Spain gives Venezuela's Maduro eight-day ultimatum
January 26 2019 03:08 PM
Spain's Prime Minister Pedro Sanchez
Spain's Prime Minister Pedro Sanchez delivers an official statement on the government's position on the political crisis in Venezuela, in Madrid, Spain


Spain on Saturday gave embattled Venezuelan leader Nicolas Maduro an ultimatum, saying it would recognise opposition leader Juan Guaido as president unless he calls elections within eight days.
"If within eight days there are no fair, free and transparent elections called in Venezuela, Spain will recognise Juan Guaido as Venezuelan president," Prime Minister Pedro Sanchez said in a televised announcement.
The statement is the most explicit yet from an EU member state as the 28-member bloc is in the process of drafting a joint statement with regards to its position on the crisis in Venezuela.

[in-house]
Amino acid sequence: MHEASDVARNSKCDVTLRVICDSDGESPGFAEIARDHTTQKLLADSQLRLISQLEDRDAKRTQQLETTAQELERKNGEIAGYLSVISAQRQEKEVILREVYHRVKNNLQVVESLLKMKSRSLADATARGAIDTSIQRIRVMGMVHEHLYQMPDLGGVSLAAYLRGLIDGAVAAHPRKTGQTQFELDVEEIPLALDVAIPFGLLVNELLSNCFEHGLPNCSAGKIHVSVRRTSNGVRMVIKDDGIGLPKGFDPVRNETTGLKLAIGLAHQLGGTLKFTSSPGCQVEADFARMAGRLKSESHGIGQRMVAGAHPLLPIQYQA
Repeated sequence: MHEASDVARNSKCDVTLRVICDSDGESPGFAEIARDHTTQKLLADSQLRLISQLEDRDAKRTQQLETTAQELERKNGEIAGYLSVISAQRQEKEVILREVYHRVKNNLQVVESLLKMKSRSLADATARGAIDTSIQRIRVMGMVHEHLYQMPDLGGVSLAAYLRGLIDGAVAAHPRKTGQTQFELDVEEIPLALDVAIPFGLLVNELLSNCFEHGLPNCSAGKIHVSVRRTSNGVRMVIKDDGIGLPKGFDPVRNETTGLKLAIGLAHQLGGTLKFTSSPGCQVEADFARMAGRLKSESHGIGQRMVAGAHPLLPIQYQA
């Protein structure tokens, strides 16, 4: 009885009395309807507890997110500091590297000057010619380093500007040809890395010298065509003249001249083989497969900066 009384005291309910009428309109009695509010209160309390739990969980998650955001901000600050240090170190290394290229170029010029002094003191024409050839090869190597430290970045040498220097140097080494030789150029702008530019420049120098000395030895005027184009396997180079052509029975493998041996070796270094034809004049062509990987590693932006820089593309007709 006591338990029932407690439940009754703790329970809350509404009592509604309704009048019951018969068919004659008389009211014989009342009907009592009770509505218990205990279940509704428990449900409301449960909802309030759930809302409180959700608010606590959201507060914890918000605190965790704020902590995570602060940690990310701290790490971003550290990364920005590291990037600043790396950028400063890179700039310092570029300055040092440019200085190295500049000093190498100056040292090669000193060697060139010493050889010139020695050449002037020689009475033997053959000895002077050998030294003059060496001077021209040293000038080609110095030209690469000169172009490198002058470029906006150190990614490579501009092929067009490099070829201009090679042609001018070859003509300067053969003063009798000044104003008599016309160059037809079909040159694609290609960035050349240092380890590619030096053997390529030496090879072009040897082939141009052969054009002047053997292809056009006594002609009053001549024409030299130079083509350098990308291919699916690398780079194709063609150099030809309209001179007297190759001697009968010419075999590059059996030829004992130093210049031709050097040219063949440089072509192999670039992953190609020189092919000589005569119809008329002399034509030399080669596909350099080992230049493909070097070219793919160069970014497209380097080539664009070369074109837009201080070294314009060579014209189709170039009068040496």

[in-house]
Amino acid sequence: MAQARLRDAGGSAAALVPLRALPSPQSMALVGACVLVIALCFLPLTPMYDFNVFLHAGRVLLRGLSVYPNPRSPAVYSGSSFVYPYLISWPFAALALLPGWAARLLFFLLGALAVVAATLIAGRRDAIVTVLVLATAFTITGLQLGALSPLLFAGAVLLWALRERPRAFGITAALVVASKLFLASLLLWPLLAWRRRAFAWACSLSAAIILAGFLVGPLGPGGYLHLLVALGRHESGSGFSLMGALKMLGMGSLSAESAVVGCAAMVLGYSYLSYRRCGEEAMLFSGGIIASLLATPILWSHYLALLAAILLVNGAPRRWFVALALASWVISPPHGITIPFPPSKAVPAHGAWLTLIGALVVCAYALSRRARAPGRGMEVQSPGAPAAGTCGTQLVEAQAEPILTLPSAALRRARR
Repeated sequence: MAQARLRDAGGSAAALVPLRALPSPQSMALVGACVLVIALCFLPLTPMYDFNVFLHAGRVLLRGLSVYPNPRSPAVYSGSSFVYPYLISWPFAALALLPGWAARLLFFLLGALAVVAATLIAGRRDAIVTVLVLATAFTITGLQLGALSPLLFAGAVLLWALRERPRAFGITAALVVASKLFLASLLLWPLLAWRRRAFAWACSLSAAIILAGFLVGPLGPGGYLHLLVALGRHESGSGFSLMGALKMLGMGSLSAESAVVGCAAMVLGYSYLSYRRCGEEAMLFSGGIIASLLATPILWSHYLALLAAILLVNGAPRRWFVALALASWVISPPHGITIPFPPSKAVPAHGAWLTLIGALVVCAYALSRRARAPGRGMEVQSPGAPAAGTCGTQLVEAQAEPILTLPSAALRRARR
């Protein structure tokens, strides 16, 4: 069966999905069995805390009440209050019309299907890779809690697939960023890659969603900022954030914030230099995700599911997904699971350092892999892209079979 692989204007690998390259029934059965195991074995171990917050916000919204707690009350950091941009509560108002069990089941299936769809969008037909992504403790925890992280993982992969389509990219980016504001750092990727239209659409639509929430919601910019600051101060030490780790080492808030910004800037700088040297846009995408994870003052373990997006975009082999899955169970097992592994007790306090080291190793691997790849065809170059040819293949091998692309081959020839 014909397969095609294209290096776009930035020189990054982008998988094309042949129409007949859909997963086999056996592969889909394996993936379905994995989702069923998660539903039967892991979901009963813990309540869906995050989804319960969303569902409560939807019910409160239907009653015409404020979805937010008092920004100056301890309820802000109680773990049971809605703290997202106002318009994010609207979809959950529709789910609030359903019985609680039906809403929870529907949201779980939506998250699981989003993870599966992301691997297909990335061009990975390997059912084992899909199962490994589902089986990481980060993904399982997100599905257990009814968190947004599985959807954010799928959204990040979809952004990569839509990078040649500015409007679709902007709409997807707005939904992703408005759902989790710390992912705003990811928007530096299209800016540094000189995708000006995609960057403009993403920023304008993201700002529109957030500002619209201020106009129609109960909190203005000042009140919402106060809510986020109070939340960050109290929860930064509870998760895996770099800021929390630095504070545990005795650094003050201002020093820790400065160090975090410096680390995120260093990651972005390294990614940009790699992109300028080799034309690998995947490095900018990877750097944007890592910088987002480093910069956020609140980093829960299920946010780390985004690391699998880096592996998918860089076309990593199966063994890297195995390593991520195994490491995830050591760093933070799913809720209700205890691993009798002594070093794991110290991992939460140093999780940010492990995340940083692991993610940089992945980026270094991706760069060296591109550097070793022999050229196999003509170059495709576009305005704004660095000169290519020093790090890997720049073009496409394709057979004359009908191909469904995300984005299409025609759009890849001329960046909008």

Guaido, the 35-year-old head of the National Assembly, proclaimed himself acting president of Venezuela during massive street rallies this week.
He is trying to oust Maduro from the economically strapped country following controversial elections that saw the socialist leader sworn in for a second term.
Maduro's reelection last year was contested by the opposition and criticised internationally -- but he has until now retained the loyalty of the powerful military.
The United States, Brazil, Argentina and other countries have already endorsed Guaido in repudiation of Maduro.
Spain is closely linked to Venezuela, a former colony, as some 200,000 of its nationals live there.
Since his self-proclamation as interim leader, Guaido has rejected an offer of talks with Maduro and called for a "major demonstration."

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